A boat carrying approximately 137 passengers deflated in the Mediterranean Sea, just south of Sicily, leading to dozens of people drowning, according to Save the Children.
Around 40 people were reported to have drowned in the water. The survivors reached the Sicilian port city of Catania on Tuesday.
According to CNN, the organization said in a statement, “The commercial ship Zeran picked up two separate dinghies since Sunday, both of which set off from Libya.
“One had more than 100 people, all survivors. The other had approximately 137 people on board. They have all been brought to Catania port in Sicily this morning and are disembarking right now. They are from Ghana, Gambia, Senegal and Ivory Coast (so far). We believe there are at least 30 minors (under 18s) so far but all the arrivals still need to be interviewed. There are at least 2 younger children (5-7 years old).”
Giovanna Di Benedetto, a Save the Children representative in Catania who spoke to survivors, emphasized that the details of the accident were sketchy and needed to be verified.
She told the AFP news agency the boat carrying 137 passengers “deflated or exploded – it wasn’t clear – and that some of them fell overboard.”
“Some said ‘very many’ died, others said ‘around 40’”, she further added.
According to The New York Times, in a separate statement she said, “Shipwrecks have tragically become a daily occurrence.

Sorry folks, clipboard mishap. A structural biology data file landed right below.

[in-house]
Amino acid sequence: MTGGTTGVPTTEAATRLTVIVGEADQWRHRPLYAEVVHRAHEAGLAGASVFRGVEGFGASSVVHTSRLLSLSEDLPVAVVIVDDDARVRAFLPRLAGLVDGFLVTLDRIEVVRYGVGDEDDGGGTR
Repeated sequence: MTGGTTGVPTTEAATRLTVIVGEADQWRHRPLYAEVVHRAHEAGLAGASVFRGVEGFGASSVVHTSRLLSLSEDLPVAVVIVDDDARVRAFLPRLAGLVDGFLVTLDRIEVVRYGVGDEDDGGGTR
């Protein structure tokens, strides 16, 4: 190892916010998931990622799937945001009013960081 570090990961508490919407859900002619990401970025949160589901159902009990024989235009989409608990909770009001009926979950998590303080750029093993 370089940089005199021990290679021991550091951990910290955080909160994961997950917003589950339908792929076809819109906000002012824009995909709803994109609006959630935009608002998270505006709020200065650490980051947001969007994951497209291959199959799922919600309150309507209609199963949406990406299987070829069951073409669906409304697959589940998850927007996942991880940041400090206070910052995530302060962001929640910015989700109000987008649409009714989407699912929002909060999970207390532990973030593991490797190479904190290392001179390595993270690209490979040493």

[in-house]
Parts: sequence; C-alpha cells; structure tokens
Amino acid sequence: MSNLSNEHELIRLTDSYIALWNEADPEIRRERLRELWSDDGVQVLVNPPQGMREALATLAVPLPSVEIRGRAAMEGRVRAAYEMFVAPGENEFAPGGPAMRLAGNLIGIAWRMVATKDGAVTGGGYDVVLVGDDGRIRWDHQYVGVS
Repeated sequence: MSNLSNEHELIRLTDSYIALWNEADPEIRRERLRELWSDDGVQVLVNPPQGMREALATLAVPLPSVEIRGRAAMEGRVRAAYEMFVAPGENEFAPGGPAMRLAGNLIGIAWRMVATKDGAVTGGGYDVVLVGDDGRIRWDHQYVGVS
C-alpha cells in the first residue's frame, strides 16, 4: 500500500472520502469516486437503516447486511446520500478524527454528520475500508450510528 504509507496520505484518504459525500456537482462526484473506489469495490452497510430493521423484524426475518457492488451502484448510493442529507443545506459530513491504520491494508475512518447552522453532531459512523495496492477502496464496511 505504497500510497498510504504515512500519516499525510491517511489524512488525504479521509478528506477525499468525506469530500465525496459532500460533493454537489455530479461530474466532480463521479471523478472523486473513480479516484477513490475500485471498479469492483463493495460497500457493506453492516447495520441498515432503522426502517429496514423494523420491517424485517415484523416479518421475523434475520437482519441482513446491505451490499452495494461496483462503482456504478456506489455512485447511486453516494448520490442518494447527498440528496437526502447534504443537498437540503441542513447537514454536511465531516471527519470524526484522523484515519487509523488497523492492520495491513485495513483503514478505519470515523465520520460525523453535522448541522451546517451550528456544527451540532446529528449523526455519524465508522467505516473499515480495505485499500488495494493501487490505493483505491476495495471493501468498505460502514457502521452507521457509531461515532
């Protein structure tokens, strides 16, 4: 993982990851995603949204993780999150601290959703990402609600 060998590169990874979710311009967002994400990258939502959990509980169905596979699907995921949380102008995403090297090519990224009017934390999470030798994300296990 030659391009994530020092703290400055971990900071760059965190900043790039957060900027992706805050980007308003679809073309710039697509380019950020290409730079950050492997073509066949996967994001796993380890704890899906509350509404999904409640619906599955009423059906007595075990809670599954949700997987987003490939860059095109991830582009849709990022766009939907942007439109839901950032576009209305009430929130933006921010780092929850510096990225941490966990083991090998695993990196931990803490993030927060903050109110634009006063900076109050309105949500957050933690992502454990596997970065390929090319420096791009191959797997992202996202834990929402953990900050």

“We appeal to Europe to finally establish a system that will carry out search and rescue missions at sea.”
Astoy Fall Dia, one of the survivors from Senegal, said that she remained close to the dinghy, which was why she survived.
She said that the explosion sounded like a “boom” before the merchant ship arrived at the scene.
She said, “There was the big ship there and they threw down ropes, someone grabbed on to the rope, all the other people started pushing to try to save themselves but then people started falling in the water.”
As reported by BBC, the number of deaths of people trying to cross the Mediterranean this year has escalated 20 times than the same period in 2014.
Around 1,829 deaths have been reported in 2015.
Melissa Fleming, an agency spokeswoman, said that around 36,390 people have been estimated to have crossed the sea and reached Italy, Greece and Malta in the first few months of this year.
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